About Global Climate Models

What is a Global Climate Model?

A Global Climate Model (GCM), also known as a general circulation model, is a mathematical model of the circulation of the Earth's atmosphere and ocean. Atmospheric and oceanic GCMs are key components of global climate models along with sea ice and land-surface components. GCMs and global climate models are widely applied for weather forecasting, understanding the climate, and projecting climate change. The first general circulation climate model that combined both oceanic and atmospheric processes was originally created in the 1960s at the Geophysical Fluid Dynamics Laboratory in Princeton, New Jersey (NOAA, 2012). Scientists were for the first time able to understand how the ocean and atmosphere interacted with each other to influence climate. The model still stands today as a breakthrough of enormous importance for climate science and weather forecasting. Since then additional GCMs have been developed based on the integration of a variety of fluid dynamical, chemical, and sometimes biological equations.

What are Climate Change Scenarios or "Futures"?

Climate change scenarios, also called "futures" and "future scenarios" are plausible climate sequences that might affect California in the next century. They are expressed in spatial datasets providing projected climatic and sometimes other data (such as hydrologic, see the California Basin Characterization Model) created using one or more climate models combined with emissions scenarios in a modeling program formulated to simulate conditions at a future time period by iteratively combining inter-dependent factors. To create climate change scenarios that inform work done at a regional scale such as for California, it is necessary to translate the GCMs to the finer scale via a process of downscaling.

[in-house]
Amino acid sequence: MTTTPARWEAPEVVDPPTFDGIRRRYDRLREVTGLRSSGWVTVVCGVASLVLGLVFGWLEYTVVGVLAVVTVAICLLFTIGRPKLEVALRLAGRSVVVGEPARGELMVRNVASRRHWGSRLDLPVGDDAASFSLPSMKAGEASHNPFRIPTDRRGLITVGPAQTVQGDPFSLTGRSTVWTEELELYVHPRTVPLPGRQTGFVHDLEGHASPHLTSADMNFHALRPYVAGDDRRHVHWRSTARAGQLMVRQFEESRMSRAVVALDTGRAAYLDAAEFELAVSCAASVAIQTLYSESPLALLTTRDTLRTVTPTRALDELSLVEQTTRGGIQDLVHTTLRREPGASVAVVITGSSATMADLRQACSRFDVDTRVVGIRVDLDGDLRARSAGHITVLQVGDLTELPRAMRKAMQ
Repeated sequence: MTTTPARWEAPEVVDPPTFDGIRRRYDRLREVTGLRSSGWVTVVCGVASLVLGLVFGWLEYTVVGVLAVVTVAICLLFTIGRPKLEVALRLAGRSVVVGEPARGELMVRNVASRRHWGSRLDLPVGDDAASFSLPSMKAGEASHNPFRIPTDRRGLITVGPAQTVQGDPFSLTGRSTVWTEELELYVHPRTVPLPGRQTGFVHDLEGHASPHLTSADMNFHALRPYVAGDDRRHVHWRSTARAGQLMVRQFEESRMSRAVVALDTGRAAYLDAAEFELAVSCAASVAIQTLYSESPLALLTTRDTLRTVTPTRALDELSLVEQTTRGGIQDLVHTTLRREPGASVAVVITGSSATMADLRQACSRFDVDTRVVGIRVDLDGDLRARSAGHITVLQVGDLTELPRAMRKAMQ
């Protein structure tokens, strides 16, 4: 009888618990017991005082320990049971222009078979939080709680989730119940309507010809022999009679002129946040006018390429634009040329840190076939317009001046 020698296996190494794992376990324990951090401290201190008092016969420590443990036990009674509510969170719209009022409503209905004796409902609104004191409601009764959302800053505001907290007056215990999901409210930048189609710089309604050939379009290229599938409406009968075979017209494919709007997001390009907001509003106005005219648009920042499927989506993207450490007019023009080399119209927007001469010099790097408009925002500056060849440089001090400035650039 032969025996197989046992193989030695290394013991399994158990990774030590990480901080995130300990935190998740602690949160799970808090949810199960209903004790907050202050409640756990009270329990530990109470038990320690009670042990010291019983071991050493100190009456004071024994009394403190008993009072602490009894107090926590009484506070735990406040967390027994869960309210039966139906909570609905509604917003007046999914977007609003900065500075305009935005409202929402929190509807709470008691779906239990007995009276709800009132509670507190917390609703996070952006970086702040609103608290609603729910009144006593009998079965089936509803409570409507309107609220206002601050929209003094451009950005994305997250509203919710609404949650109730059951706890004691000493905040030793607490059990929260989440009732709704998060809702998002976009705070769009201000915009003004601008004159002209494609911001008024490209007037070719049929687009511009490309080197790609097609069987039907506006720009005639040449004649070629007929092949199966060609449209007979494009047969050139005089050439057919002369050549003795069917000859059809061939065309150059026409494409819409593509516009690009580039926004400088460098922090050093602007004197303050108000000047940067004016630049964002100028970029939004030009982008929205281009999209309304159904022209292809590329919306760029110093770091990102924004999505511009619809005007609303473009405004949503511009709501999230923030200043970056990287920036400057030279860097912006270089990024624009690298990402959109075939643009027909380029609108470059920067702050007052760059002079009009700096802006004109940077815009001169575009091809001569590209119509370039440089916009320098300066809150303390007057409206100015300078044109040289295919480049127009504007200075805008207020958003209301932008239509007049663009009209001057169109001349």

To inform research on climate change in California, Cayan et. al. selected and evaluated GCMs from the IPCC Fourth Assessment from the Parallel Climate Model (PCM1) from NCAR and DOE, and the NOAA Geophysical Fluid Dynamics Laboratory CM2.1 model (GFDL). Temperatures over California warm significantly during the twenty-first century in each simulation, with end-of-century temperature increases from approximately +1.5°C under the lower emissions B1 scenario in the less responsive PCM1 to +4.5°C in the higher emissions A2 scenario within the more responsive GFDL model.

Climate scenarios offer one way to identify and examine the land management challenges posed by climate change. Selecting projections, however, requires careful consideration of the natural resources under study, and where and how they are sensitive to climate. Selection also depends on the robustness of different projections for the resources and geographic area of interest, and possibly on what climate projections are available for a region.

Rather than a misguided attempt to identify the "most accurate" climate scenario, managers are strongly encouraged to explore variability through the use of multiple climate scenarios. Considering a range of possible future climates facilitates the identification of management strategies to help ensure resilience of natural resource systems across a broad set of potential conditions. (Daniels, 2012)

Further Resources

A historical account by Spencer Weart of the development of GCMs is provided here as part of Weart's online treatise on the discovery of global warming. Paul Edwards has an article on the history of atmospheric general circulation modeling available here; also see his excellent book on informatics and the history of climate modeling A Vast Machine.

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